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Ah-so

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About Ah-so

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    I live on HPC!

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  1. For a second there, I thought the scientific consensus on historical temperatures had been entirely debunked by a random guy on the internet with.
  2. Measures such as tree rings allow a pretty good way of measuring temperature across the world for a thousand years. It is modern temperature measures that allow us to convert metrics such as tree rings from long ago to Celsius.
  3. That rather depends on what the science suggests would be an appropriate timescale in light of known manmade changes to the environment. If it does agree that decade on decade comparisons, or quarter on quarter century comparisons are appropriate, then it probably is. It is certainly going to be more appropriate than a pseudoscientific blog that says "Cold April disproves global warming". The other observation is that we are able to make observations over a thousand years - we have a good idea of the global climate in the 1020s and use these figures to compare to the remarkable surge
  4. If April had been warm, like it was last year, we would all have enjoyed it. If it was the hottest on record, they might have raised it. What is constantly pointed out is that worldwide we keep on having record warm years - most of the warmest years on record have been in the last 20, suggesting that the climate is changing, which is consistent with the global warming hypothesis. And then you get utter f*ckwits who cannot distinguish between weather and climate and they think that they can post their inane opinions as a credible scientific opinion. This is why that website lacks any
  5. Interesting read, with some worrying claims. Although looking around the site further suggests that it is not that worried about about mixing unevidenced opinion and science (a cold April disproves global warming, CO2 is good for the environment etc). It is primarily an anti-science site, or at least one that pushes anti-enviromental anti-vaxx views with pseudo-science, so I will have to take the claims in your article with a pinch of salt, even if they do seem rather worrying. From article: 'Among the 12,140 adverse events reported to Canada’s coronavirus vaccine adverse even
  6. I disagree. I don't think that the media or government is portraying them as tin foil hatters. They tend to use more sensitive language ("vaccine hesitancy"), but also refer to anti-vaxx misinformation. The sceptics are particularly guilty of black and white thinking, painting those who disagree as "sheeple", as though they have some special insight into science of viral pandemics and immunology, whereas their view was determined long before the evidence. There is a healthy debate to be had over the length and extent of any restrictions, balancing the risks. And while I think
  7. You have a track record of posting inaccurate data, but the numbers are accurate here. Although I note with amusement that it states 'Post hoc ergo propter hoc is a FALLACY!'. This graphic is clearly committing the fallacy by confusing correlation with causation. Monaco is a micro-state with a very small population, and was hit hard by the second wave. Unless you can evidence that the vaccination causes death, these posts can safely be ignored. I imagine you also noted how case numbers were rising sharply in the weeks leading up to the end of the year, so it is hardly surprising that peop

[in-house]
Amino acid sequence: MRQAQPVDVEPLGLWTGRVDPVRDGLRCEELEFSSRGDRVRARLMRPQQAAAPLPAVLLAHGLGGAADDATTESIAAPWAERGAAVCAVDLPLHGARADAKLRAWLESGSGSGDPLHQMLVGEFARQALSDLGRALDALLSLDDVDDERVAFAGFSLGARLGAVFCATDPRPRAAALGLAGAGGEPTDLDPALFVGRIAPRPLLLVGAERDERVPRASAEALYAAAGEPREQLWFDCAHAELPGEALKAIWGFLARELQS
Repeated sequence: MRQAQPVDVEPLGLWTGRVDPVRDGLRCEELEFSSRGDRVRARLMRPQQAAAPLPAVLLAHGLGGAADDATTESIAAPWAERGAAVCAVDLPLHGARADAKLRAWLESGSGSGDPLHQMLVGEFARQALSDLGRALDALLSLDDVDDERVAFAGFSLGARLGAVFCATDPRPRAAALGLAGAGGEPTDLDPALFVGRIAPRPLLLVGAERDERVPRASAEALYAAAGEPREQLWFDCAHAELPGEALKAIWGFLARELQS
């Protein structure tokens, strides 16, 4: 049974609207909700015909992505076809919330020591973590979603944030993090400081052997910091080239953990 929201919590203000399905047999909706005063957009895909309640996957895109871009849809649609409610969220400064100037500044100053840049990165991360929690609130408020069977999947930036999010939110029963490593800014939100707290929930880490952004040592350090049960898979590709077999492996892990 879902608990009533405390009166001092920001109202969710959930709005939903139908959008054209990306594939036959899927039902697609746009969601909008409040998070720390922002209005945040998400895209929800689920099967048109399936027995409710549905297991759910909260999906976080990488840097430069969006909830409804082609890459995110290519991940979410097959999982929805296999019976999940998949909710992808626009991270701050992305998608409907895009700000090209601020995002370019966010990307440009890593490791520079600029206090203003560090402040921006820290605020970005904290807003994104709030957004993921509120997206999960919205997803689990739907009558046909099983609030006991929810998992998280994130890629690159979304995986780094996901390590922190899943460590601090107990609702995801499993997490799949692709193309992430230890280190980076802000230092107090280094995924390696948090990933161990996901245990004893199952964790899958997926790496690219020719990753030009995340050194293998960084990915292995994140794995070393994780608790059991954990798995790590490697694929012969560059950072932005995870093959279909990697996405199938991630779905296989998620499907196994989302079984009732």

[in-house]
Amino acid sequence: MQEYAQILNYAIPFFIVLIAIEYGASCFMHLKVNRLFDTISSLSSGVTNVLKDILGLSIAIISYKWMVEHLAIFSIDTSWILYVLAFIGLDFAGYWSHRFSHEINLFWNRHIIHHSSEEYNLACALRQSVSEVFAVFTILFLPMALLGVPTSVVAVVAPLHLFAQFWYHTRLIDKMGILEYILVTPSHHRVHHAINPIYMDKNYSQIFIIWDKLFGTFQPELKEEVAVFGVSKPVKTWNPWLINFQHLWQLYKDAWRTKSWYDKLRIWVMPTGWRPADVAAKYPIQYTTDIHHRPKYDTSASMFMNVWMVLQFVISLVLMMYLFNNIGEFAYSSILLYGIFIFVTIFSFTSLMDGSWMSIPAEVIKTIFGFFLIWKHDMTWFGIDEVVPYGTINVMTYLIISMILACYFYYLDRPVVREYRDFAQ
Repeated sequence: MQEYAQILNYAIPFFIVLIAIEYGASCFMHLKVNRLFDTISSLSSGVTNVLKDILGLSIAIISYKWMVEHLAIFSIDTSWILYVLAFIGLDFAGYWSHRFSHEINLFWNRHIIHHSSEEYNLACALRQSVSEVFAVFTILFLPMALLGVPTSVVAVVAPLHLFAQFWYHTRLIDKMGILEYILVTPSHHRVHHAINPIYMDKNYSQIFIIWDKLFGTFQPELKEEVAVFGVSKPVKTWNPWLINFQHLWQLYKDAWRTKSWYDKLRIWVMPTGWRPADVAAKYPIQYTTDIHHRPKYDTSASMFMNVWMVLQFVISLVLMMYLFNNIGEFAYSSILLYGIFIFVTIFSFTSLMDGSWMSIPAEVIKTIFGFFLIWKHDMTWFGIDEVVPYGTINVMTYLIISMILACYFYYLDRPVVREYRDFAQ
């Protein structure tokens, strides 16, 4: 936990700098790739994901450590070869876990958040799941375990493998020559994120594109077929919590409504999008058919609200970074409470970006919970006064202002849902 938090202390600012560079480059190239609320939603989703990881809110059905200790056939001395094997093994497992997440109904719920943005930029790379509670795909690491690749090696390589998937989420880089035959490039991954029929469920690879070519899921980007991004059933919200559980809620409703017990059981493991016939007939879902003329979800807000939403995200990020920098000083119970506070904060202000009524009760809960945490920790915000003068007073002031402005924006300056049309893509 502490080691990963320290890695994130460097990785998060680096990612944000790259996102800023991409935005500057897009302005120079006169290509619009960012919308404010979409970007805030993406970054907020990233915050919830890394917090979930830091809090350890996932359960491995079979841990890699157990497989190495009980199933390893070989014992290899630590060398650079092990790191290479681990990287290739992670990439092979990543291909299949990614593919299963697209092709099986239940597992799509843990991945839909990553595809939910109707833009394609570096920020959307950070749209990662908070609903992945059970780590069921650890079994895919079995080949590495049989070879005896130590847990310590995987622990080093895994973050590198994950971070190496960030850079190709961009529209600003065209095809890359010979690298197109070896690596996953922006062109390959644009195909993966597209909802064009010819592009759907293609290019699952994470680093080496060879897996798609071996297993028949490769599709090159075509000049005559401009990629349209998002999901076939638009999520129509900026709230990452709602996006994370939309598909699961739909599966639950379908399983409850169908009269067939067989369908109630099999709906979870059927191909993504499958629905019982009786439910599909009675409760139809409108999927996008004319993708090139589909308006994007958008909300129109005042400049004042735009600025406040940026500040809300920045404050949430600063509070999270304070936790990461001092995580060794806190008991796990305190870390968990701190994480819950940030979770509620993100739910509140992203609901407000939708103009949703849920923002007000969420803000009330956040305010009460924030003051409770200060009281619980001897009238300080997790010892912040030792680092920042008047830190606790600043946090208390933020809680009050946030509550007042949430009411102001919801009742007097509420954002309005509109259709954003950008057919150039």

8. The links do not support the hypothesis that vaccinations are a driver of variants, as Sour Mash suggested. Mutations seem to be causes by genetic drift rather than environmental selection pressures.
  9. While this group may remain infectious for longer, which doesn't seem surprising, they are a small minority. It is not an either or scenario. They were simply a small factor in the decision to lockdown, not the main driver of it.
  10. Sorry, but the people you are addressing cannot handle nuance of any sort. It has to be entirely black or white.
  11. There is always a tendancy among people to choose a simple solution to explain complex issues. And within that I would include folksy or pseudoscientific medicine. Things which are cheap and easily available are good because it shuts out Big Bad Pharma. It also appeals because it is often "natural" and not a "chemical". With vitamin D we have a plausible narrative - a distinct correlation between ethnic minorities and COVID infection and mortality. I actually took them myself, despite being white. Of course, if you are vitamin deficient you are more likely to fall ill anyway, but it doe
  12. I disagree, at least until I see firm evidence to support this. However, the picture you paint aligns to a narrative of those with a superior insight vs "the sheeple" (or "normies" in the language of the QAnon nutters). It creates a simple picture of two classes of people - those who understand the truth and those that blindly follow government propaganda. In reality there will be a relatively small number who hysterically believe that this is a virus that will kill anything in its path, but most understand the reality - that it is an illness that mainly affects the old and infirm, and mo
  13. Playing in the dirt appears to provide some benefits from various bugs if done at a young age, but it will have no effect whatsoever on limiting the number of colds you get, unless you are with people who give you colds.
  14. That is true. There are a limited number of cold viruses in circulation and you are unlikely to get the same one twice. If you get about two a year growing up, by the time you reach your age there will be far fewer that you are likely to catch.
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